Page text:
by Amanda Kamery DPM1*, Byron Hutchinson DPM FACFAS2
It has been well-documented that peroneus brevis muscle flaps are an excellent option for coverage of small to medium sized soft tissue defects of the distal lateral lower extremity. They are widely used due to their reliable blood supply, minimal donor site morbidity and lower technical demand as compared to other lower extremity muscle flaps. To our knowledge, no study has evaluated the efficacy of the use of a peroneus brevis muscle flap for an intractable calcaneal scar tissue. We present a unique case in which the peroneus brevis muscle flap was used to assist with eliminating pain from an intractable calcaneal scar secondary to radiation treatment.
Keywords: Muscle flap, rear foot, lower extremity, reconstructive surgery
1 – Franciscan Foot and Ankle Institute- St Francis Hospital, Federal Way, WA PGY-3
2 – Research Director, Franciscan Foot and Ankle Institute- St Francis Hospital, Federal Way, WA
* – Corresponding author- email@example.com
Peroneus brevis muscle flaps are widely used for distal lateral lower extremity soft tissue defects due to their reliable blood supply, minimal donor site morbidity and lower technical demand as compared to other muscle flaps [1-3]. The efficacy and utility of this muscle flap has been well-documented in the literature. Since the first discussion of a distally based peroneus brevis flap in 1997, the indications for this flap have vastly expanded and the technique has since been simplified into 5 steps . It has been documented that partial or full flap necrosis is a common complication, with an occurrence of up to 41% . However, with advancements in postoperative dressings and wound care modalities, this complication can be well managed [3,4]. In this case report, we present a patient with a unique indication for a distally based peroneus brevis flap.
The patient is a 40-year-old male who presented with a painful lateral calcaneal scar after removal of clear cell sarcoma and subsequent radiation treatment years ago (Figure 1). The patient complained of significant pain to the area with activity and irritation from shoe gear. He had undergone numerous conservative treatment options without relief of symptoms. He was unable to perform duties required of his job due to pain. His goal was for pain reduction to help return to normal activity levels at work.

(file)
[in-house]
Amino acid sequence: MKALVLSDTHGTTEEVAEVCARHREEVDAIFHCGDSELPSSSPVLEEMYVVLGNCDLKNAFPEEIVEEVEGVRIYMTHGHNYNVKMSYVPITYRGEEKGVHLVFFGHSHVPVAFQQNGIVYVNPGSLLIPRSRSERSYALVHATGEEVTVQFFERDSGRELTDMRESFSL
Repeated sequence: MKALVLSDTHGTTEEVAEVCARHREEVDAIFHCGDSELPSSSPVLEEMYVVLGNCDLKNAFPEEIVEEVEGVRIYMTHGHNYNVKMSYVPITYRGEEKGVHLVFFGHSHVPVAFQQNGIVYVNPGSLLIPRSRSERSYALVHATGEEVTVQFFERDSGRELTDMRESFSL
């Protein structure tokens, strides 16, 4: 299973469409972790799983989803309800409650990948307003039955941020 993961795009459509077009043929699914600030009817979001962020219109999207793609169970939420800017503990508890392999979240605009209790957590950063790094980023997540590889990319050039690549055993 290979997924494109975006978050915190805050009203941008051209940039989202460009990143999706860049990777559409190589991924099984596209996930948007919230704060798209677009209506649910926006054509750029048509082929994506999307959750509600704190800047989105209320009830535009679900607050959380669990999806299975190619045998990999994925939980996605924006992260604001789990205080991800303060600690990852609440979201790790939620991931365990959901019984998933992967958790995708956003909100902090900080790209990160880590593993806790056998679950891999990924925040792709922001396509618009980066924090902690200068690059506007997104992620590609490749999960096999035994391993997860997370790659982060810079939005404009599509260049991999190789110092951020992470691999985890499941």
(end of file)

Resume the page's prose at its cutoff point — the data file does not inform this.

A staged procedure was planned. The index procedure included scar excision, a peroneus brevis muscle flap and application of an external fixator to allow for stability of the flap and to allow full flap incorporation (Figure 2). A secondary procedure, performed 7 weeks later, included external fixator removal and skin graft application (Figure 3).
Figure 1 Pre-operative clinical picture.
Figure 2 Intraoperative picture of muscle flap after placement.
Intra-operatively adequate bulk and length from the peroneus brevis muscle to cover the calcaneus and aid in scar revision (Figure 2). Slight distal tip necrosis was seen at 2 weeks post-index procedure, but was managed adequately with serial in-office debridements and local wound care.
Following the secondary procedure, epithelialization was seen over the majority of the muscle flap. Complete muscle flap incorporation and donor site closure with 90% epithelialization was noted at 6 months post-index procedure. At 12 months post-index procedure, a small soft tissue defect with granular base remained on the plantar lateral aspect of the calcaneus (Figure 4). This small soft tissue defect closed at 16 months postoperatively. The patient reports significant improvements in pain scores, subjective ambulatory tolerance, ability to return to work at full capacity and improved quality of life.
Figure 3 Intraoperative picture of skin graft placement.
Figure 4 Twelve-month post-index procedure clinical picture.
The traditional applications for the peroneus brevis muscle flap are well-recognized and utilized. Painful calcaneal cicatrix is a less commonly seen pathology; however, when assessing these patients the peroneus brevis muscle flap should be considered as a viable option to eliminate intractable scar, relieve pain and improve patient function. Our case example demonstrates successful use of the peroneus brevis muscle flap for this novel indication.
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